Dave Zeltserman's first 'badass out of prison' novel, Small Crimes, received widespread acclaim, with NPR naming it one of the 5 best crime and mystery novels of 2008 and the Washington Post naming it one of the best books of 2008. Dave's second 'badass out of prison' novel, Pariah, was named by the Washington Post as one of the best books of 2009. Dave lives in the Boston area with his wife, Judy; is a die-hard Patriots and Red Sox fan; and when he's not writing crime fiction he spends his time studying martial arts, and holds a black belt in Kung Fu.
N Quentin Woolf
N Quentin Woolf is a writer and broadcaster, and runs a number of literary groups, including Writers' Mutual and The Writers' Lab. He is the founder of The Brick Lane Book Group, teaches at the Idler Academy and since 2012 has run a writers' retreat in France. Woolf's short fiction has been published and translated internationally, and performed at Sadler's Wells. He has featured in various guises on BBC Radio 4, runs The Wireless Reader podcast and presents a weekly talk-show for Londonist.com, which attracts around 13,000 visits per day and a loyal following on iTunes.
Valerie Wilmer is a music historian who has been documenting African-American music since 1959. She has written several books on the subject and documented her life in jazz in her autobiography – Mama Said There'd Be Days Like This. She is on the advisory panel of the prestigious New Grove Dictionary of Jazz and her photography features in the permanent collections of several museums. She lives in London.
Josephine Wilson lives in Perth, Western Australia with her partner and two children. Her first novel, Cusp, was published in 2005. Extinctions, her second novel, won the Miles Franklin Award in 2017.
My family was involved in running the British Empire in increasingly lowly postions sliding slowly down the social scale. They felt quite dislocated after WW II and my mother led a very marginal existence. Perhaps because of this she had me educated at St Paul's Girls' School, where I encountered a completely different world of the Jewish and non Jewish intelligentsia, and then at Oxford. Possbily because of the discrepancy between home background and sophisticated educational milieu I was extremely rebellious. I trained as a psychiatric social worker because of an interest in psychoanalysis, but throughout 10 years working in the field I was repelled by its conservative ethos and morality and eventually escaped to a polytechnic. But this time I was involved in Gay Liberation and the Women's Movement, which defined the 1970s for me. In the 1980s I became a lesbian co-parent and later a parent governor at Camden School for Girls. Beginning in the mid-70s I wrote a number of polemical/academic works about women, and then shifted into an interest in fashion and dress (I am currently Visiting Professor at the London College of Fashion, University of the Arts, London). For some years I was a member of the Communist Party of Great Britain, but am now a Green Party member. I am currently working on another novel and also on a book about the necessity of atheism.
Sol Yurick was born in 1925 in New York. The son of Jewish immigrants, Yurick grew up in a politically active working-class household. He enlisted in the Army during the Second World War, then studied literature before taking a job in New York City's welfare department, where he became familiar with the children of welfare families, many of whom belonged to youth gangs. This experience formed the basis for The Warriors, his first and best-known novel. He was a lifelong social activist and lived his whole life in New York; he died in Brooklyn in 2013.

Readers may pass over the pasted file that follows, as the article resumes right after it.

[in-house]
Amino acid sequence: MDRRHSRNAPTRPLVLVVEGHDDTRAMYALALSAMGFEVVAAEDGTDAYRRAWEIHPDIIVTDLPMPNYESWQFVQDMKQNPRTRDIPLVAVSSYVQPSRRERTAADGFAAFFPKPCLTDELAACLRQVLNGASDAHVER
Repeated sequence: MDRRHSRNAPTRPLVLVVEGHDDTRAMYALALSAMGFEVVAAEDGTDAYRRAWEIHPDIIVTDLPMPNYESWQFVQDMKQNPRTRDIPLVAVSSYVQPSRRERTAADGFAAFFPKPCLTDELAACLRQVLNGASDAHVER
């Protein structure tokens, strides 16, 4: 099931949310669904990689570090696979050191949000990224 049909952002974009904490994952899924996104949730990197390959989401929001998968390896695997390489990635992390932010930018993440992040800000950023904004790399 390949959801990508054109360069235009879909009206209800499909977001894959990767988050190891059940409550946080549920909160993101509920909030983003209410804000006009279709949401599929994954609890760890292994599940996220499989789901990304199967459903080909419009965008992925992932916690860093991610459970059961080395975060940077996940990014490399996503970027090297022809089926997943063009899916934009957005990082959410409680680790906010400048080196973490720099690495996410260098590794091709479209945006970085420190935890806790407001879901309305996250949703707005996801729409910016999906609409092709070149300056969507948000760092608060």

Joy Williams is the author of four novels – the most recent, The Quick and the Dead, was a runner-up for the Pulitzer Prize in 2001 – and three collections of stories, as well as Ill Nature, a book of essays that was a finalist for the National Book Critics Circle Award. Among her many honours are the Rea Award for the Short Story and the Strauss Living Award from the American Academy of Arts and Letters. She lives in Tucson, Arizona, and Laramie, Wyoming.
Kira Yarmysh has been Russian opposition leader Alexey Navalny's press secretary since 2014. In connection with her work for Navalny she has been arrested several times and spent fifty days in prison, and is currently living abroad in exile. This is her debut novel.
Paul Willetts is the author of four acclaimed works of non-fiction, the latest of these being Rendezvous at the Russian Tea Rooms. Since making his literary debut with a biography of the Soho writer and dandy, Julian Maclaren-Ross, he also edited four much-praised collections of Maclaren-Ross's writing. In parallel with these projects, he compiled and worked as co-photographer on Teenage Flicks, a jokey celebration of Subbuteo, featuring contributions by Will Self, Graham Taylor, David Baddiel and others. His journalism has appeared in the Independent, The Times, TLS, Spectator, Independent on Sunday and other publications.
Catriona Ward was born in Washington, DC and grew up in the US, Kenya, Madagascar, Yemen, and Morocco. Her debut Rawblood won Best Horror Novel at the 2016 British Fantasy Awards, and was a WHSmith Fresh Talent title. Little Eve won the Shirley Jackson Award, was a Guardian best book of 2018 and won the Best Horror Novel at the 2019 British Fantasy Awards. She lives in London and Devon.
Robert Walser was born in Switzerland in 1878 and worked as a bank clerk before becoming a writer. In 1929 he was diagnosed as 'schizophrenic' and lived the last twenty years of his life in hospital. His novels include Jakob von Gunten and The Assistant. Robert Walser died in 1956.
Dame Vivienne Westwood is one of the icons of our age: fashion designer, activist, co-creator of punk, global brand and grandmother. Her career has successfully spanned five decades and her work has influenced millions across the world.